Like many people I woke up on Tuesday to the news that actor Robin Williams had died - at the age of just 63, from an apparent suicide.
This exceptionally high profile funny man - who could act the darkest and more serious of roles as well - had suffered from depression for many years.
We will probably never know what proved to be the tipping point on Monday - what prompted him to take the irreversible step of killing himself - but perhaps his death will wake the world up to the reality of depression.
You see Robin Williams is proof, if we needed it, that depression knows no boundaries. It doesn’t care if you are rich. It doesn’t care if you are successful. It doesn’t care if you are loved my millions.
It doesn’t differentiate between anyone - that’s the thing.
It makes no difference between the homeless man on the street, and the actor in his Hollywood mansion.
It’s not something that you can just pull yourself out of - not easily anyway. You can’t cure someone with depression by telling them there are people worse off. You can’t help someone with depression by telling them to pull themselves together.
It’s not the same as feeling down for a day or two. And it’s not always just about feeling sad. For some people it can be about feeling numb - lost in a sense of nothing being of worth. It can also be about feeling very, very frightened and overwhelmed with every day tasks.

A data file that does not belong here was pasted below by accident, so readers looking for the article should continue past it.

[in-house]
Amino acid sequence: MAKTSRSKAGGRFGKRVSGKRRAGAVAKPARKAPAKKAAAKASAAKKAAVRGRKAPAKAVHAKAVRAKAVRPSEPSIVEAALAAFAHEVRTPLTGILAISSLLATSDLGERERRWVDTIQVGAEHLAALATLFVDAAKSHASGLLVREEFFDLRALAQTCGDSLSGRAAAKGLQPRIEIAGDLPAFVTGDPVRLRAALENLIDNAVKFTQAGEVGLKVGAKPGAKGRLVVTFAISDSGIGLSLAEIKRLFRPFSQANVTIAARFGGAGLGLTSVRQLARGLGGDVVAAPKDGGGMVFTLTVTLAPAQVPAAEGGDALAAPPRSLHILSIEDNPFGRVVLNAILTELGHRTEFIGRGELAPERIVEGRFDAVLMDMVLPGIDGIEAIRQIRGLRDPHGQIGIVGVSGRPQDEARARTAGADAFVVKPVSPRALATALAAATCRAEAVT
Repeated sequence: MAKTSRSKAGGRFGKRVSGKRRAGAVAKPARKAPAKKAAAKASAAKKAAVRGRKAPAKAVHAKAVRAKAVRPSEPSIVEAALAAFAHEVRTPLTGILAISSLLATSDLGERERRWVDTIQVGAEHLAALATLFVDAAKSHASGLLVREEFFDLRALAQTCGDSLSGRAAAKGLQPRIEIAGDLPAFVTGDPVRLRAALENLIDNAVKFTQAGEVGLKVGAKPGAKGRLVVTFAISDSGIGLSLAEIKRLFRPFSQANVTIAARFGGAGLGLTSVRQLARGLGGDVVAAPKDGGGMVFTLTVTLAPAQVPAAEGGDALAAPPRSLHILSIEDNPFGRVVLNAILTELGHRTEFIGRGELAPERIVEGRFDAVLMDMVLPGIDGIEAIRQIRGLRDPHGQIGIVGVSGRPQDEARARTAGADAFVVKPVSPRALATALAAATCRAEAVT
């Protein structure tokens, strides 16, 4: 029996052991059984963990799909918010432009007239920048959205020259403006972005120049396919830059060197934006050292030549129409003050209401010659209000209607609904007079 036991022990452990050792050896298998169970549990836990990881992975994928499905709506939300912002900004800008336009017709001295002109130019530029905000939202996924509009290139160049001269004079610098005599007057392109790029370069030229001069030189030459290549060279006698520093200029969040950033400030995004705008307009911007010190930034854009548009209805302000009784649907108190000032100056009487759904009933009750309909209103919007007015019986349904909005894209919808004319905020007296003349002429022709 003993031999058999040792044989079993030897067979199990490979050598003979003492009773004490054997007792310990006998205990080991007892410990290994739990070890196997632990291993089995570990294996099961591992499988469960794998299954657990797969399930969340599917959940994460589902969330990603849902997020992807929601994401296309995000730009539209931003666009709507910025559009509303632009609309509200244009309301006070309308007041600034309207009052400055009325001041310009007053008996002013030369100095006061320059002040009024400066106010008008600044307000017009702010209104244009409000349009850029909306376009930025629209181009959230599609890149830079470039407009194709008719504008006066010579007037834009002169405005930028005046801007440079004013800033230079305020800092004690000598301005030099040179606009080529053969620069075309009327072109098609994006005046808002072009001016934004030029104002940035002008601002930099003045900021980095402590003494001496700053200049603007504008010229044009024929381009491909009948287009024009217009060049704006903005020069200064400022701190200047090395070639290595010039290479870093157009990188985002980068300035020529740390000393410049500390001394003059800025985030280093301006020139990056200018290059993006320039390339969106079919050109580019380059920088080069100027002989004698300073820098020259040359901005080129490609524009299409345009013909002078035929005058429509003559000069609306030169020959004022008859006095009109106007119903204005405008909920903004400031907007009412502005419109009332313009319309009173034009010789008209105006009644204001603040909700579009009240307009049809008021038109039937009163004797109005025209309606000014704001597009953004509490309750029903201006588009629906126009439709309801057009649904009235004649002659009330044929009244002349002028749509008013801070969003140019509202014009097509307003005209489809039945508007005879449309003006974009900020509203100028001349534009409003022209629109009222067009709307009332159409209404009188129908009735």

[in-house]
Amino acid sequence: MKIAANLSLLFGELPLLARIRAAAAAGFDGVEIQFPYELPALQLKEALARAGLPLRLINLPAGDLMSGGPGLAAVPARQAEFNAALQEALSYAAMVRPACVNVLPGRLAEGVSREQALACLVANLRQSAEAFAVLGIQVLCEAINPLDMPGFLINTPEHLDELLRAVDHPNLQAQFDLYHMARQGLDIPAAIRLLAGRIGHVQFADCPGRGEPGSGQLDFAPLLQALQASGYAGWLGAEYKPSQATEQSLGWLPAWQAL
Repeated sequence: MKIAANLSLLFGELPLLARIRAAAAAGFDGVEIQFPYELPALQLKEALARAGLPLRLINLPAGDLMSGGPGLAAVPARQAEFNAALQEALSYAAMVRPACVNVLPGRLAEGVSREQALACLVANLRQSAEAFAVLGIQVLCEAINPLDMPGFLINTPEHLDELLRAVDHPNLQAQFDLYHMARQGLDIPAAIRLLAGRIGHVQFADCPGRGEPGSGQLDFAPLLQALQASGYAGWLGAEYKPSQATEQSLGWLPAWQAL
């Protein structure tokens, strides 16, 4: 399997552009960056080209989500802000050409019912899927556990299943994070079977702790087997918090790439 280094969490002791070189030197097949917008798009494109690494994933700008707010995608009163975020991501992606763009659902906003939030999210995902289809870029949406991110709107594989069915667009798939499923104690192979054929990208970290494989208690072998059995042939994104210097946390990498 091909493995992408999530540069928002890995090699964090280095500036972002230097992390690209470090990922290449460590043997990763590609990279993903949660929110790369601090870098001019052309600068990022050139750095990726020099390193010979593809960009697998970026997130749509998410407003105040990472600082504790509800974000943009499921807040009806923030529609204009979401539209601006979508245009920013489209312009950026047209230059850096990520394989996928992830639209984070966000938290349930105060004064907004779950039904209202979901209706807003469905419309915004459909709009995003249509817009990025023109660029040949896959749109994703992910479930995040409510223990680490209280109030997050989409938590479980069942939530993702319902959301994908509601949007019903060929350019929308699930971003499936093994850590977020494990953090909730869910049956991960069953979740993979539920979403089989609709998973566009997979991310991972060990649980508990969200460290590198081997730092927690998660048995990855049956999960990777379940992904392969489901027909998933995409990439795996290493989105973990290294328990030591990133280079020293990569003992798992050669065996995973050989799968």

It can be paralysing, and life threatening and at its worst it can be fatal.
But that said, it can also just be a constant niggling annoyance on your shoulder. It can zap your confidence very slowly, bit by bit. It can fool you into thinking you have it under control until one day you find yourself in the horrors again wondering what has triggered this episode.
It’s also something that is all around us. Statistically, you know someone - probably many people - with depression. It may not seem obvious. The person who is suffering may appear, like Robin Williams, to be happy, outgoing and outrageous - but something else may be happening when the doors are closed at night.
But because you don’t know - because you may not have realised that even the person writing this column suffers from chronic depression - then maybe you could just try, a little harder, to be kind to all.
As my favourite saying in the world reminds us be kind, for everyone is fighting a hard battle. Maybe we need to be a bit kinder this week.